You can improve your chances for coverage by understanding how viewers and readers think. And in just in case you’re wondering, how do viewers and readers think?

Pretty much just like you and me. That’s why I still believe the best journalists and story tellers understand themselves first. The more you understand human behavior, the better you are at driving news coverage for your business.

Mark Macias is a former Executive Producer with WNBC and Senior Producer with WCBS. He’s also the author of the communications book, Beat the Press: Your Guide to Managing the Media. Macias now consults small and large businesses on how to get publicity. You can read more on his firm at MaciasPR.

How to Reach Hispanic Consumers

By Mark Macias

The mainstream media, politicians and advertisers are catching onto what most Latinos knew 20+ years ago. Hispanics are a huge consumer market and if you can tap into their families, you will have a growing business.

The CMO of Coca-Cola recently told an influential crowd of advertising executives that Hispanics are a key part of Coke’s growth strategy through 2020.

We kind of all know that, but what the CEO of Nielson – David Calhoun – said was even more intriguing: He predicted Hispanics would be the biggest source of growth for all US companies. He then challenged all business owners to spend 65% of their time “figuring out this Hispanic opportunity.”

Hispanic Market Pizza Post

The Growing Hispanic Consumer Population

When I was an Executive Producer with NBC, I co-founded the NBC/Telemundo Hispanic Forum, which brought Latino journalists from the English and Spanish news divisions together for networking and mentoring sessions.

You would think with my media experience and culture, I would have thought of targeting Hispanics when it came to finding new business.

But guess what: I learned the hard way like many entrepreneurs.

It took meetings with three different clients (who are not Hispanic) before I realized I was missing out on reaching a key growth opportunity. They all wanted to know how they could market to my culture via the media.

Spanish Media Outlets

After the light went on in my head, I pitched my law firm client to CNN en Español.

Roughly 5-minutes later, I heard back from a CNN producer, saying she loved my story. That segment ended up running on the program, Dinero, which airs at 8pm on CNN en Español.

For nearly 4-minutes, my client was an expert on legal issues in prime time.

So what does this mean to you?

If you speak Spanish, start pitching the Spanish media because they need experts for their news stories too. Lawyers, accountants, financial consultants, nutritionists, doctors– they’re easy to find anywhere, but Spanish journalists need to look harder to find their equivalents for their audience.

I don’t speak for all Hispanics, but I can tell you everyone in my family spends a lot of money to make sure we stay healthy and young looking. My vain family is a marketer’s dream. Loreal wants to reach my sisters. Banana Republic wants to reach my Dad.

That’s why I’m now looking in the mirror and going after potential clients who are just like me. If you want to reach more consumers like me, give us a shout. We’ll show you what we delivered for other clients in the Spanish market.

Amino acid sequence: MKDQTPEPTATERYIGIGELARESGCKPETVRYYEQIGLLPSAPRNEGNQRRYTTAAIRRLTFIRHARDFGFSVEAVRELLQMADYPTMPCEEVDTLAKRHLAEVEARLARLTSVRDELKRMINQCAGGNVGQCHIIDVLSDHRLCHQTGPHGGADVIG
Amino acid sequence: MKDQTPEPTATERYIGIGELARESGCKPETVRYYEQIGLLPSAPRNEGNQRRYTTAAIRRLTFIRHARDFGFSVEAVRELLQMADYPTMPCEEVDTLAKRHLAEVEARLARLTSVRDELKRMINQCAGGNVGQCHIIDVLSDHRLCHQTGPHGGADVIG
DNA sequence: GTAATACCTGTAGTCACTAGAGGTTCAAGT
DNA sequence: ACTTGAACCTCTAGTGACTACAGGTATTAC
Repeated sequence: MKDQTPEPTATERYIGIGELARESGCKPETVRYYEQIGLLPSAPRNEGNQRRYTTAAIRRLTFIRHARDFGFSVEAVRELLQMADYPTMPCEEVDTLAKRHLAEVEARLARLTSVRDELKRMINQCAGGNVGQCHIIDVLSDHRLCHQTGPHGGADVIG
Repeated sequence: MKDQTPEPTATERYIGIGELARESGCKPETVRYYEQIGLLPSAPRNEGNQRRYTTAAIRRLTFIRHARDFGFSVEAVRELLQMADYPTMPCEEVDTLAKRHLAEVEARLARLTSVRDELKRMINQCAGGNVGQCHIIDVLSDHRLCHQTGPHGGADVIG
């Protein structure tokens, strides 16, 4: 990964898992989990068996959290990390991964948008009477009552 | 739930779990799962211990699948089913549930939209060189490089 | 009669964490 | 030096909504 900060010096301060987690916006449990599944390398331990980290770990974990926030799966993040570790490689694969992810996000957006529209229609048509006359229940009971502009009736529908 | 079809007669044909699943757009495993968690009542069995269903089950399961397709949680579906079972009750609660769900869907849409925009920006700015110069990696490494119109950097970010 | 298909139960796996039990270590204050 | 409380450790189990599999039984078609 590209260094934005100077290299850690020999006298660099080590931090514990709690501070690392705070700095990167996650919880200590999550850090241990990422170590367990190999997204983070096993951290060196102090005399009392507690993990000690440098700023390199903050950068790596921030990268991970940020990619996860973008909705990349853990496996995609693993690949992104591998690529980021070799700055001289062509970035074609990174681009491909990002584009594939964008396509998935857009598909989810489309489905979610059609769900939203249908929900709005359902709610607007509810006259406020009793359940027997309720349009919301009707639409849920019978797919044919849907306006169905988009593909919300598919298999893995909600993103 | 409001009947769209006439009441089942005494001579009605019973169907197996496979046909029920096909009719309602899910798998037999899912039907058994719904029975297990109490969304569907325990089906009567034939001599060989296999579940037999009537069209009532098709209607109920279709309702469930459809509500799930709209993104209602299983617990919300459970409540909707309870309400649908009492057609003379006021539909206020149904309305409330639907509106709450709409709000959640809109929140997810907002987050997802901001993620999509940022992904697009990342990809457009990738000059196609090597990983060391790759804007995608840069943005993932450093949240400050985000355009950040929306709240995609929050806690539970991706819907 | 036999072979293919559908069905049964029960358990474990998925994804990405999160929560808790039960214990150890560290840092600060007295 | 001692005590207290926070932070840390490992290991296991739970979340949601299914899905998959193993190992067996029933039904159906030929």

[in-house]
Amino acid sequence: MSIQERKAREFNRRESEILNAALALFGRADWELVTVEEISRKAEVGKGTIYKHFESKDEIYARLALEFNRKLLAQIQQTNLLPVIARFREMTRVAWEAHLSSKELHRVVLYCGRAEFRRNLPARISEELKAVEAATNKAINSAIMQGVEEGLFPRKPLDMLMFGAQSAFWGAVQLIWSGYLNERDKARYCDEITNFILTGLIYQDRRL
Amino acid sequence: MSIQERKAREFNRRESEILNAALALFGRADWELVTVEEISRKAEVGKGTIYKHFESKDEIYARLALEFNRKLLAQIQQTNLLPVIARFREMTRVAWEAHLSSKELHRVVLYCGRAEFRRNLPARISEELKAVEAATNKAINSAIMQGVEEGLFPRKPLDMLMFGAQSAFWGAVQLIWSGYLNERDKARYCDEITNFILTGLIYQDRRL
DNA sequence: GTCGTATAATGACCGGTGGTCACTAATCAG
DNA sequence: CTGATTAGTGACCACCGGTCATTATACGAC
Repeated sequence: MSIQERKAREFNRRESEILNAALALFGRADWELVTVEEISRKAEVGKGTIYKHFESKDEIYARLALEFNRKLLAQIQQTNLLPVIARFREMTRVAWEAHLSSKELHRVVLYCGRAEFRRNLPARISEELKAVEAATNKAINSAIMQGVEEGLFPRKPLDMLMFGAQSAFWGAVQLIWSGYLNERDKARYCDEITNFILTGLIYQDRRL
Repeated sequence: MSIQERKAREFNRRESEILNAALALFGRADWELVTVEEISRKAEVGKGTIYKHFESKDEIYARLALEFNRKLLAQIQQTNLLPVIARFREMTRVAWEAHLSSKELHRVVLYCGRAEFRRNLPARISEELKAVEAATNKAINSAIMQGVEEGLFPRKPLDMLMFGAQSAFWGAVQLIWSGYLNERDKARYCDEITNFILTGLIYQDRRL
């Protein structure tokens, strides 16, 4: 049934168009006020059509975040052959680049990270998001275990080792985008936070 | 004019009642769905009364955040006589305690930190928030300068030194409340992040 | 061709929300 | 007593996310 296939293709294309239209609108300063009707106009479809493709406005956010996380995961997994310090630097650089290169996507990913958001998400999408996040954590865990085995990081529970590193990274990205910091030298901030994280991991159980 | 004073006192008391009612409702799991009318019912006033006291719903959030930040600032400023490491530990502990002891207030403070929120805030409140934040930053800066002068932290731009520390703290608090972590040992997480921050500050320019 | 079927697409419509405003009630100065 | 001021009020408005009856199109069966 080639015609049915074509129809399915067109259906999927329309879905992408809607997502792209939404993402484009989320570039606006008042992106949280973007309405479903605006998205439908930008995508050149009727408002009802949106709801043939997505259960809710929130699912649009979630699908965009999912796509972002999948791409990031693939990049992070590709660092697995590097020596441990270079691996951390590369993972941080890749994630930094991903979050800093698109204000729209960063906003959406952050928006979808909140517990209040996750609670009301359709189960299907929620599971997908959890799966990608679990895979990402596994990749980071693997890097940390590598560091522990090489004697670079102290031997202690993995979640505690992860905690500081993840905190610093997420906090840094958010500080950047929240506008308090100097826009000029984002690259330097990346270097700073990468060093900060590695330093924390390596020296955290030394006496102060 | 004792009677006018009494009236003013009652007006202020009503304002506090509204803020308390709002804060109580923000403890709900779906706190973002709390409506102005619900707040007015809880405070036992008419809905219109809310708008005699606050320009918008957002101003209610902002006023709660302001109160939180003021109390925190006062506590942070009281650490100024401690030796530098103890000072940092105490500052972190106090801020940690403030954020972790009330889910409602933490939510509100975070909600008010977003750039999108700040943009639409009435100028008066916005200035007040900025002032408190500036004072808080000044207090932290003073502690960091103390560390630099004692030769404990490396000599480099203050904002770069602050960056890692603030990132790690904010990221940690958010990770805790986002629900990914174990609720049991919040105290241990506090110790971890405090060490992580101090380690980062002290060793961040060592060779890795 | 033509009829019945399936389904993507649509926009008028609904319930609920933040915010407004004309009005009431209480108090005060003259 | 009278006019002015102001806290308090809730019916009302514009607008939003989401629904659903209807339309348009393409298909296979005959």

Mark Macias is a former Executive Producer with NBC and Senior Producer with CBS in New York. He’s also the author of the communications book, Beat the Press: Your Guide to Managing the Media. Macias now consults small and large businesses on how to get publicity. You can read more on his firm at MaciasPR.

Friends in High Places (Media)

By Mark Macias

Everyone wants to help a friend and members of the media are no different.

If you’re cozy with certain journalists, you might get a call returned faster or your story idea forwarded to the right person.

I spent over a decade working side-by-side with journalists at NBC and CBS, but you don’t need to be inside the media to curry favor. You can also develop relationships by seeking outside interests.

Look for Networking Opportunites

First off, you need to be genuine about what I’m going to say. Journalists are smart and can read through a fake quickly so if this is not something you’re interested in, don’t show up for the sake of meeting media people. However, if you do love these types of networking events, they can easily work to your advantage.

Affinity organizations like the National Association of Hispanic Journalists, National Association of Asian Journalists and the National Association of Black Journalists provide many personal opportunities to network with journalists.

Those summer conferences allow journalists to socialize and network together while their nighttime events are filled with booze and parties. You don’t need to hold a press card to attend one of these conferences. If you pay the fees, you are welcomed inside.

Many cities also have their own local media mixers.

When I worked for a TV station in Phoenix, I belonged to an organization called the Arizona Latino Media Association or ALMA. The group frequently held social events at bars and restaurants where Hispanic journalists and PR executives mingled. Mediabistro also hosts networking events where journalists hang out together.

Just don’t be fake with your agenda. If you are there to network with people – or even to sell your business – be transparent because no one wants to hang out with the guy who is holding a secret. And don’t forget, these professionals are paid to uncover secrets, so you won’t last very long if you take that approach.

Mark Macias is a former Executive Producer with WNBC, Senior Producer with WCBS and Special Projects Producer with NBC. He’s also the author of the communications book, Beat the Press: Your Guide to Managing the Media. Macias now consults small and large businesses on how to get publicity. You can read more on his firm at MaciasPR.